Wednesday whimsies

Mental acts at the UKIPO
This piece is not about what happens should you lose your mind and decide to perform a zany, dangerous practical joke at the Hearing Officer's expense. No, the "mental acts" the IPKat is concerned with are those mentioned in Article 52(2)(c) EPC among the exclusions from patentability, which were recently considered in the Halliburton decision from HHJ Birss QC (reported here). 

One method of performing a mental act, involving a cat
(courtesy of the incomparable XKCD)
The UKIPO has responded to the decision with a new Practice Notice on how examiners will deal with this exclusion in future. Currently, examiners are instructed to "object to the computerisation of what would be a pure mental act if done without the aid of a computer as both a mental act and a computer program as such."

Following the decision of HHJ Birss QC in Halliburton's Applications [2011] EWHC 2508 (Pat) examiners will now take a narrow view of the mental act exclusion. In future, claims which specify that the invention is implemented using a computer will not be considered to be excluded from patentability as a mental act.

Daylight saving academics stand aside in favour of ICANN
The IPKat reported last week that two US scientists who maintain a widely-used database crammed with time zone and daylight saving information are being sued for copyright infringement. Shortly afterwards, barrister Francis Davey and Nick Wenban-Smith, Senior Legal Counsel with Nominet, advised that ICANN has now taken over administration and maintenance of the time zone (or TZ) database. Although ICANN's press release makes no mention of the litigation, they are surely better placed to defend any legal claims than the two individual academics.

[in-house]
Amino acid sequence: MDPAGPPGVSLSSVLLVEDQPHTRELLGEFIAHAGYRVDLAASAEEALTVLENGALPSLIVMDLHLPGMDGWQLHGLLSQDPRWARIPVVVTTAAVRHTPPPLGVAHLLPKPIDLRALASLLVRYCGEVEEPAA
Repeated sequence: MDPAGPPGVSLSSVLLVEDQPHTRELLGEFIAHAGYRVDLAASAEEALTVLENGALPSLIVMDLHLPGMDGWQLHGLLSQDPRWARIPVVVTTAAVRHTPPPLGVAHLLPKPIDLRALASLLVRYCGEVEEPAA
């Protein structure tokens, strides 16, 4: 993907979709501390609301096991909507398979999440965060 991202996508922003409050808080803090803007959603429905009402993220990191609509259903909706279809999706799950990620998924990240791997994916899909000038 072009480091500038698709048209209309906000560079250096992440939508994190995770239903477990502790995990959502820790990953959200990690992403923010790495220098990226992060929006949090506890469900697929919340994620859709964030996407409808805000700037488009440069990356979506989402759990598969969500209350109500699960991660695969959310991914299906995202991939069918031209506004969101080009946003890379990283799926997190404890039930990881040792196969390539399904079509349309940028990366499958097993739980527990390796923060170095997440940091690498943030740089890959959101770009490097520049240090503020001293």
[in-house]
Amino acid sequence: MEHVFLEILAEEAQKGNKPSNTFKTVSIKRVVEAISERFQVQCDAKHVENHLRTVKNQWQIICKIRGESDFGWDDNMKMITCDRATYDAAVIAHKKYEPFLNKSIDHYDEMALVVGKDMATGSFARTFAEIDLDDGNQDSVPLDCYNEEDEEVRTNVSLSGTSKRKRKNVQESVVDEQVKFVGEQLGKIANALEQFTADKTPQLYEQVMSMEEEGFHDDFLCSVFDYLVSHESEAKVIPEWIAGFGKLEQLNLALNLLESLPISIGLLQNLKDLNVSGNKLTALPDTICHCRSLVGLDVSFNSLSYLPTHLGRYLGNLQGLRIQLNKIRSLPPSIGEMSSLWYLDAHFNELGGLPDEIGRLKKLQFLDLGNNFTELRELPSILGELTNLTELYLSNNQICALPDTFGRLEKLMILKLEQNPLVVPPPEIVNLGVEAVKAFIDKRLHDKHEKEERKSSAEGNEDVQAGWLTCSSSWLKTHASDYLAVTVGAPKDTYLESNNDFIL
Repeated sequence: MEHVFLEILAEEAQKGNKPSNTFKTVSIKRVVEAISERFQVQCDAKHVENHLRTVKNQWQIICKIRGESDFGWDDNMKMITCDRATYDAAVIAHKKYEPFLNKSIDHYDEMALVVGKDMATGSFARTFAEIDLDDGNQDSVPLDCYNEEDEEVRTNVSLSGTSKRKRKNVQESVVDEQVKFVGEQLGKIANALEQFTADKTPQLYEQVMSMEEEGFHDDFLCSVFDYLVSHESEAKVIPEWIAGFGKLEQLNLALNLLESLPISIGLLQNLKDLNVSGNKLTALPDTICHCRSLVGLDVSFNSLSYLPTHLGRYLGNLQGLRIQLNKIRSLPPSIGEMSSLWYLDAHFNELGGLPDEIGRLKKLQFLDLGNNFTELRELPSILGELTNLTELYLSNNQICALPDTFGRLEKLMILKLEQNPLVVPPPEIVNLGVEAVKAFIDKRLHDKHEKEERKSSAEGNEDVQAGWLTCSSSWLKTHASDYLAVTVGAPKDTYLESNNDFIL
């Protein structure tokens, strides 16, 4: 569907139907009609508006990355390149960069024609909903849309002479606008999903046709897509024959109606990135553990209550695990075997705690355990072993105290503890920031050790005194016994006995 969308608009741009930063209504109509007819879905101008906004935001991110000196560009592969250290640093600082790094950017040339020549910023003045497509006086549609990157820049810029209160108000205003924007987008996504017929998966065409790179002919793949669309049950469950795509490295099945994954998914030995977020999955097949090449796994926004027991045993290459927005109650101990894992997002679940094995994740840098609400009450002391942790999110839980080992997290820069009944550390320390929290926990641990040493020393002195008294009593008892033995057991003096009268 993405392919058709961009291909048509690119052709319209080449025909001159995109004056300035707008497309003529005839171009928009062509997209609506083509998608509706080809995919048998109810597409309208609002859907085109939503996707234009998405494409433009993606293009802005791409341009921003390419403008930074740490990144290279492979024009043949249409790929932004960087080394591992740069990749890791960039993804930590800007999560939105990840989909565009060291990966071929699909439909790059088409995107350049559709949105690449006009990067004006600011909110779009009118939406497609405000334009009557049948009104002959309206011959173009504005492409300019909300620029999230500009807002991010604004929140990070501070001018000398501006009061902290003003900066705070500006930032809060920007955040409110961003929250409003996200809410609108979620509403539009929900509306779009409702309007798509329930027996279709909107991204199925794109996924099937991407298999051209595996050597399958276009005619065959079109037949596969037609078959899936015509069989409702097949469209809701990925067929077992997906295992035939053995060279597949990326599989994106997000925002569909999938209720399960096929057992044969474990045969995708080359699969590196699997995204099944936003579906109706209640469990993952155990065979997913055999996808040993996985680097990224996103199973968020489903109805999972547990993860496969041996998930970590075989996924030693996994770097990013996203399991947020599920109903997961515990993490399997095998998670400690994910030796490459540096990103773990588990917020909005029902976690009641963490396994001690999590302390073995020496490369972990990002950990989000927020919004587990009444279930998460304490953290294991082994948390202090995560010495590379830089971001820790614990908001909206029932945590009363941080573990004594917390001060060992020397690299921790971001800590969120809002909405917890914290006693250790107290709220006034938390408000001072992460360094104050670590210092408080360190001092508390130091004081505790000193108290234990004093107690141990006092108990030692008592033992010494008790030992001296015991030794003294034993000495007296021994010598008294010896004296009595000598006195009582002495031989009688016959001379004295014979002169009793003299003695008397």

E-filing in Ireland
Aoife Nic Lochlainn of LK Shields Solicitors in Dublin writes to advise that the Irish Patents Office has introduced electronic filing using a secure encrypted dropbox facility for trade mark, patent and design applications. Her experience, having used the system, was very positive. Aoife notes that this is an interim system and understands that the Patents Office intends to eventually roll out full online filing functionality.

Glasgow conference on monetization and valuation of IP rights
Dr Andrea Tosato of Bournemouth University drew the IPKat's attention to a conference which will be held at the University of Glasgow on the 24th October, which you can either find among the events listed in the side bar or more directly, right here

Andrea (who is himself speaking at the event, on the topic of security interests over IP rights under UK and international law), says that the topics covered will include brand valuation (ISO 10668), security interests over IP rights, leveraging IP rights and trade secrets valuation, and the panel of speakers includes both academics and practitioners.

Wednesday whimsies Wednesday whimsies Reviewed by David Brophy on Wednesday, October 19, 2011 Rating: 5

1 comment:

  1. Looking at that Practice Note, it seems that the IPO is conflating the clarity requirement with the patentable subject matter requirement. Birss J was very clear, in paras 21 and 22 of the judgement, that claims could represent patentable subject matter even if they only implicitly, rather than clearly and explicitly, excluded de facto mental execution. Has the UKIPO just got it wrong, or is it sailing close to the wind until another appeal blows it back into the calm waters of reason?


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